Think long-term. Remember that your collaboration with creators can reach its full potential when you think beyond fleeting partnerships. As the sport’s popularity continues to grow and brands broaden their strategies, establishing long-term partnerships with creators allows brands to leverage their influence and expertise not only for social media campaigns, but also for other channels such as out-of-home advertising and television, significantly increasing the brand’s visibility. Long-term partnerships with creators can also demonstrate a commitment to the sport and its growth, which further fosters a sense of continuity and trust among fans.

This is rooted in the fact that audiences are more receptive to advertising messages during these events and are more likely to engage in cross-screen and multi-channel experiences. Audiences, particularly Gen Z, perceive creators as authentic and influential compared to other forms of media. Brands should leverage this by collaborating with these creators during peak times, such as major sporting events when people are actively present on social channels.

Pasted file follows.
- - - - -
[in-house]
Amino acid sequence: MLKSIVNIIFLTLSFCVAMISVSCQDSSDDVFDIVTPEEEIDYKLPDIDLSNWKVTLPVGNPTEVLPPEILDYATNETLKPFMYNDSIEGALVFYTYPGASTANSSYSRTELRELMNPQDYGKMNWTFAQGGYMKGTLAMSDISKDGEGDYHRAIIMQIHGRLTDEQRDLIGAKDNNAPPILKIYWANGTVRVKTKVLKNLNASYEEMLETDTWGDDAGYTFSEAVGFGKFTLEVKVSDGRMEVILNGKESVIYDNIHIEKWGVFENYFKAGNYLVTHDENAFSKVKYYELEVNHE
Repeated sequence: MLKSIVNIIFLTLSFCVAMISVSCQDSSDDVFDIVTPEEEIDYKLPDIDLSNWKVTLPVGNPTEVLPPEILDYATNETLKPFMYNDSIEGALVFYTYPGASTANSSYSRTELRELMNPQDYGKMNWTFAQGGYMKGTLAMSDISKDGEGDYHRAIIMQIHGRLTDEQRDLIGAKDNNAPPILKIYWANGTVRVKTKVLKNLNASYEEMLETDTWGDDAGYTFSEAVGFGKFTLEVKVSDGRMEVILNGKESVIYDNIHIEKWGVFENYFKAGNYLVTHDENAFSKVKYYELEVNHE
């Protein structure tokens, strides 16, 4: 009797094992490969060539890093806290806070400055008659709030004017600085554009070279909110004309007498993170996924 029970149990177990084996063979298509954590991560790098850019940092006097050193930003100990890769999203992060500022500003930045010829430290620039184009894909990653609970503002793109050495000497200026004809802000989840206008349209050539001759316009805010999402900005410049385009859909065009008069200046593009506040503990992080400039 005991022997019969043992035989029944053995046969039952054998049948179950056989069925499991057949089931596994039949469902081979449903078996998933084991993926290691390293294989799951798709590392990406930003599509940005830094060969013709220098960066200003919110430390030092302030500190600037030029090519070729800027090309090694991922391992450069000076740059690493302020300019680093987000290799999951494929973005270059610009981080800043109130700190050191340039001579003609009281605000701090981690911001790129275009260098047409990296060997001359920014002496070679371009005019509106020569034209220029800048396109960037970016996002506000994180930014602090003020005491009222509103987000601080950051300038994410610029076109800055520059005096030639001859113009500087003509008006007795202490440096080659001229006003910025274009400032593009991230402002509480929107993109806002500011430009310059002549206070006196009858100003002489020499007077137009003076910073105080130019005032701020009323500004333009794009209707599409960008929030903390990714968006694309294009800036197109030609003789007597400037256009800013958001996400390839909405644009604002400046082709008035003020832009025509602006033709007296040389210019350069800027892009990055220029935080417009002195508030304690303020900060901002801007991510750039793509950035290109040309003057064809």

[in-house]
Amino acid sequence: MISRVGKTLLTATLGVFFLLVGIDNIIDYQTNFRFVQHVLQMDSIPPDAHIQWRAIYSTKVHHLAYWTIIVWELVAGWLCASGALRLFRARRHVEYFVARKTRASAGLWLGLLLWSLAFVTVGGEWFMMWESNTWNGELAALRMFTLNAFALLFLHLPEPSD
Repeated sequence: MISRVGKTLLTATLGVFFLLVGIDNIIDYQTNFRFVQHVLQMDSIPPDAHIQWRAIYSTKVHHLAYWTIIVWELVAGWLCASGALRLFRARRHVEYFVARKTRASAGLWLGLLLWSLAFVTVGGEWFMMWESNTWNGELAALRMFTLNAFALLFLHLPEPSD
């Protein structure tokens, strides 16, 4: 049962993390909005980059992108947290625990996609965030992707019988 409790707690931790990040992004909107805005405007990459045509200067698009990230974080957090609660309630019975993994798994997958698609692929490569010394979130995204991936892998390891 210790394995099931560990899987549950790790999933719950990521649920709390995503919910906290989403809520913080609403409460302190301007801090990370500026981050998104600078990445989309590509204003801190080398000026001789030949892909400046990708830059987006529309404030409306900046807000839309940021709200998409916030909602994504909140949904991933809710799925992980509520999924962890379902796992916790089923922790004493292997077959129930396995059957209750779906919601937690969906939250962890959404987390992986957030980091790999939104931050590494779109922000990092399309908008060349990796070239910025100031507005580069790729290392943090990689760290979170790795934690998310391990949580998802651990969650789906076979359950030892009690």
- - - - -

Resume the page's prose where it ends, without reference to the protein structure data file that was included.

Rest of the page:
Working with creators has the advantage of not necessitating large budgets or elaborate advertising campaigns. In fact, there are specific niche audiences within the world of women’s soccer that brands can specifically target, allowing for more focused and tailored campaigns. You can find creators who not only enjoy soccer but also have knowledge or interests in other things, such as cooking or traveling, enabling cross-vertical campaigns. This adaptability makes it possible to establish partnerships on a range of budgets, enabling companies of various sizes to take part in and profit from these collaborations. This versatility also provides further room for experimentation and testing to find what resonates most with the target audience!